Dell XPS 13 2-in-1 (9365)

From ArchWiki
Jump to navigation Jump to search

The Dell XPS 13 2-in-1 (9365) is the early 2017 model. It can be used like a tablet when folding the display on the back. The touchscreen works out of the box.

Installation

BIOS configuration

Bios can be accessed with F2 or F12 on DELL logo boot screen.

With Bios version 1.1.0 or 1.3.1 to 2.1.2 you have to set sata operation to AHCI first and then uncheck in Advanced Boot options -> Legacy ROM.[1][dead link 2020-02-23]

Note:
  • In RAID mode the BIOS/UEFI is able to see the internal drive and is able to boot from it. It is possible to boot Archiso in RAID mode, but it can't see the internal drive.
  • In AHCI mode the BIOS/UEFI with Legacy ROM activated is not able to see the internal drive. If you try to boot it will fail and display an error that no harddrive is installed.
  • In AHCI mode the BIOS/UEFI with Legacy ROM deactivated is able to see the internal drive and therefore boot from it and Archiso is able to see the drive too. With these settings you can install and boot arch.

It is also needed to set the following settings [2] :

  • UEFI network stack - disabled
  • Secure Boot - disabled
  • SATA operations - AHCI
  • Legacy ROM - disabled
  • POST Behaviour : Fastboot - minimal (if not, BIOS is really slow, and cannot boot to any mediums)
Note:
  • Some changes in BIOS might reset other settings. Check your BIOS settings twice.
  • Those settings are working as of 2018/11/28

Troubleshooting

Suspend issues

This model only supports the S0ix sleep mode. [3] Change the suspend mode to s2idle by adding the mem_sleep_default=s2idle to the kernel parameters. Note: As of 2018/11/18, this does not seem required anymore: the kernel automatically sets it correctly. Unfortunately even with that sleep mode does not completely work as designed. If the device enters real S0ix sleep

 $ cat /sys/devices/system/cpu/cpuidle/low_power_idle_system_residency_us

should report a non zero value but so far it does not seem possible to reach such a deep sleep state. Still with some optimization the device can sleep with a power consumption of around 1% per hour. Here are some guides on the topic from intel.

https://01.org/blogs/qwang59/2018/how-achieve-s0ix-states-linux

https://01.org/blogs/qwang59/2020/linux-s0ix-troubleshooting

https://01.org/blogs/thac0/2019/idling-efficiently-linux-case-study

A good start is also Power management#Bus power management

There is still the option to use hibernation or suspend-then-hibernate instead but often after resuming again the device tends to be stuck in higher power states. In Powertop it can be observed that the CPU is stuck in PC8 state and won't go into deeper power saving states which can increase power consumption.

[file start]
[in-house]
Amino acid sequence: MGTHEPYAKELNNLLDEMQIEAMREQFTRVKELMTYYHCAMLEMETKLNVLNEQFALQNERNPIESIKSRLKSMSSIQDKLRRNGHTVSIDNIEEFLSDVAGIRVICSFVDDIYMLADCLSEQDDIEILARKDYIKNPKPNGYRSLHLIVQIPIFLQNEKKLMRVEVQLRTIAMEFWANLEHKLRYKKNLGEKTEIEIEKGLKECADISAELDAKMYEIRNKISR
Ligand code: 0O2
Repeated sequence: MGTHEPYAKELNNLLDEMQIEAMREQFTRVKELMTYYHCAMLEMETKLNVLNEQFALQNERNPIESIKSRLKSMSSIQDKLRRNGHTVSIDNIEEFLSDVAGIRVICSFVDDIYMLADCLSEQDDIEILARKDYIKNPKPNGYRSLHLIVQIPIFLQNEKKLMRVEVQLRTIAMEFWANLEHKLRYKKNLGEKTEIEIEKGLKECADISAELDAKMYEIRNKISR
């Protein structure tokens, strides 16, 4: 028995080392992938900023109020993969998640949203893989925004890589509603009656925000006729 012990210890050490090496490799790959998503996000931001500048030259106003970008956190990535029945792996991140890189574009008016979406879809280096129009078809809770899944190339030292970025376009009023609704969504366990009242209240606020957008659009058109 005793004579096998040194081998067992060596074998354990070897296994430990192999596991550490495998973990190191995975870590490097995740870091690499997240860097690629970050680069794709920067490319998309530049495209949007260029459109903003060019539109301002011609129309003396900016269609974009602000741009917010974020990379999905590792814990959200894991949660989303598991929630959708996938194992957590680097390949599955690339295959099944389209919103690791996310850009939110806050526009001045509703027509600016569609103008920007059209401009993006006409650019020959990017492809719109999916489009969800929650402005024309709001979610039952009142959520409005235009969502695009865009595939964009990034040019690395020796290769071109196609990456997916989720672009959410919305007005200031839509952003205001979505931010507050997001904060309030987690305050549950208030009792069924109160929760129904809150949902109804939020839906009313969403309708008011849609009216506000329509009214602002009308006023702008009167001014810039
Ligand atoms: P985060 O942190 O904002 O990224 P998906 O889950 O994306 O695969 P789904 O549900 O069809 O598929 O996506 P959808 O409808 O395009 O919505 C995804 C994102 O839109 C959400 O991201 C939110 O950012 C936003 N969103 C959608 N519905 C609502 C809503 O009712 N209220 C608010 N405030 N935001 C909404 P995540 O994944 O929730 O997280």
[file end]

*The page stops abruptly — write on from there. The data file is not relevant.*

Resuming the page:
Screen not rotating

You need to install iio-sensor-proxy for automatic screen rotation to work.

Fingerprint sensor

The fingerprint sensor on this computer is not yet supported. [4] . There is an old fprint bug opened to track progress on this issue [5] but it was never finished.

Another approach has been started in 2020. [6]

Reduce throttling

Note: It is recommended to use the intel_pstate driver with active HWP which should be default. Passive mode with 'schedutil' governor can also solve the throttling issue but it tends to keep the CPU in high frequency states even while idle which increases power consumption.

On battery the device runs noticeably slower. This goes even as far as that scrolling a web browser can get stuttery while perfectly fluid when connected to a charger. It might be an issue with the performance preference of the CPU. If

 $ cat /sys/devices/system/cpu/cpufreq/policy?/energy_performance_preference

reports

 $ default

or

 $ balance_power

It can cause the CPU to be limited in it's maximum clockspeed and performance. This is expected from 'balance_power'. 'default' means the manufacturer's own settings are active but those seem to limit performance on battery quite a lot. You can change it to 'balance_performance' or 'performance' to get a higher performance at a increased power consumption. When you try the different options and use a stress test you can observe that on 'default', 'balance_power' and 'power' the maximum CPU frequency is limited. 'balance performance' should still allow for maximum frequency while still allowing some power saving. You can change it permanently with

/etc/tmpfiles.d/energy_performance_preference.conf
w /sys/devices/system/cpu/cpufreq/policy?/energy_performance_preference - - - - balance_performance

A way to save some power is to increase the energy performance bias.

/etc/tmpfiles.d/energy_performance_bias.conf
w /sys/devices/system/cpu/cpu?/power/energy_perf_bias - - - - 15

It controls how aggressive power saving mechanisms work without decreasing performance too much.